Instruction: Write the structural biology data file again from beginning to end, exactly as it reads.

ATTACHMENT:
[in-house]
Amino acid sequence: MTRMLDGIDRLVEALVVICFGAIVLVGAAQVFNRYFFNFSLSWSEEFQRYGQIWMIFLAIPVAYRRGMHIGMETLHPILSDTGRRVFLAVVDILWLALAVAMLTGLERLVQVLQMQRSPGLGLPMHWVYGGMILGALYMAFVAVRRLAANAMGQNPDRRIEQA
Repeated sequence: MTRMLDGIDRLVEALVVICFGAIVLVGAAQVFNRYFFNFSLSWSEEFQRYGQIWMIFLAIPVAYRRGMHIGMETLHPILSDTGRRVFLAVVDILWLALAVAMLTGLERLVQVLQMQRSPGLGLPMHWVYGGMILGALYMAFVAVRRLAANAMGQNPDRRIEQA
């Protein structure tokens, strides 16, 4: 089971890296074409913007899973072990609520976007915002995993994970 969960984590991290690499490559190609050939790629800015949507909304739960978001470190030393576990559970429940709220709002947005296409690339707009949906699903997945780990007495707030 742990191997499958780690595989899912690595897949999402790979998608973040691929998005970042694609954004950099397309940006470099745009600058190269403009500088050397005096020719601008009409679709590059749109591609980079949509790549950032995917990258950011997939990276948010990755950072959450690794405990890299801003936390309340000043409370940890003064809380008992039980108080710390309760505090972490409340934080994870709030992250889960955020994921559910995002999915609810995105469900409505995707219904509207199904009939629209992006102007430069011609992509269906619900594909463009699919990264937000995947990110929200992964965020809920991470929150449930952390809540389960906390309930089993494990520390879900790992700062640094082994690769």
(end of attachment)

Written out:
[in-house]
Amino acid sequence: MTRMLDGIDRLVEALVVICFGAIVLVGAAQVFNRYFFNFSLSWSEEFQRYGQIWMIFLAIPVAYRRGMHIGMETLHPILSDTGRRVFLAVVDILWLALAVAMLTGLERLVQVLQMQRSPGLGLPMHWVYGGMILGALYMAFVAVRRLAANAMGQNPDRRIEQA
Repeated sequence: MTRMLDGIDRLVEALVVICFGAIVLVGAAQVFNRYFFNFSLSWSEEFQRYGQIWMIFLAIPVAYRRGMHIGMETLHPILSDTGRRVFLAVVDILWLALAVAMLTGLERLVQVLQMQRSPGLGLPMHWVYGGMILGALYMAFVAVRRLAANAMGQNPDRRIEQA
């Protein structure tokens, strides 16, 4: 089971890296074409913007899973072990609520976007915002995993994970 969960984590991290690499490559190609050939790629800015949507909304739960978001470190030393576990559970429940709220709002947005296409690339707009949906699903997945780990007495707030 742990191997499958780690595989899912690595897949999402790979998608973040691929998005970042694609954004950099397309940006470099745009600058190269403009500088050397005096020719601008009409679709590059749109591609980079949509790549950032995917990258950011997939990276948010990755950072959450690794405990890299801003936390309340000043409370940890003064809380008992039980108080710390309760505090972490409340934080994870709030992250889960955020994921559910995002999915609810995105469900409505995707219904509207199904009939629209992006102007430069011609992509269906619900594909463009699919990264937000995947990110929200992964965020809920991470929150449930952390809540389960906390309930089993494990520390879900790992700062640094082994690769």